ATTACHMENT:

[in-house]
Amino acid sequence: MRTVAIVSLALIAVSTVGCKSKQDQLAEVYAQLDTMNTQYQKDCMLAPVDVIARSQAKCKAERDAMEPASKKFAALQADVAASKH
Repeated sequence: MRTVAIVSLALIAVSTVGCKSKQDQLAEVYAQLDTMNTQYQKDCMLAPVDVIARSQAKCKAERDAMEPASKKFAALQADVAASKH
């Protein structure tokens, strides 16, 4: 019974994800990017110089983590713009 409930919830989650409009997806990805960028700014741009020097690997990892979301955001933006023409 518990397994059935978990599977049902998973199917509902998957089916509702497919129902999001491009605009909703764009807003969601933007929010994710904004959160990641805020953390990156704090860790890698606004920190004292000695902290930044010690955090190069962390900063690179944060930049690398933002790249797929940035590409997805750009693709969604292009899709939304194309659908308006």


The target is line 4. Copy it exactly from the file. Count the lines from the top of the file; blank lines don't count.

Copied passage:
């Protein structure tokens, strides 16, 4: 019974994800990017110089983590713009 409930919830989650409009997806990805960028700014741009020097690997990892979301955001933006023409 518990397994059935978990599977049902998973199917509902998957089916509702497919129902999001491009605009909703764009807003969601933007929010994710904004959160990641805020953390990156704090860790890698606004920190004292000695902290930044010690955090190069962390900063690179944060930049690398933002790249797929940035590409997805750009693709969604292009899709939304194309659908308006």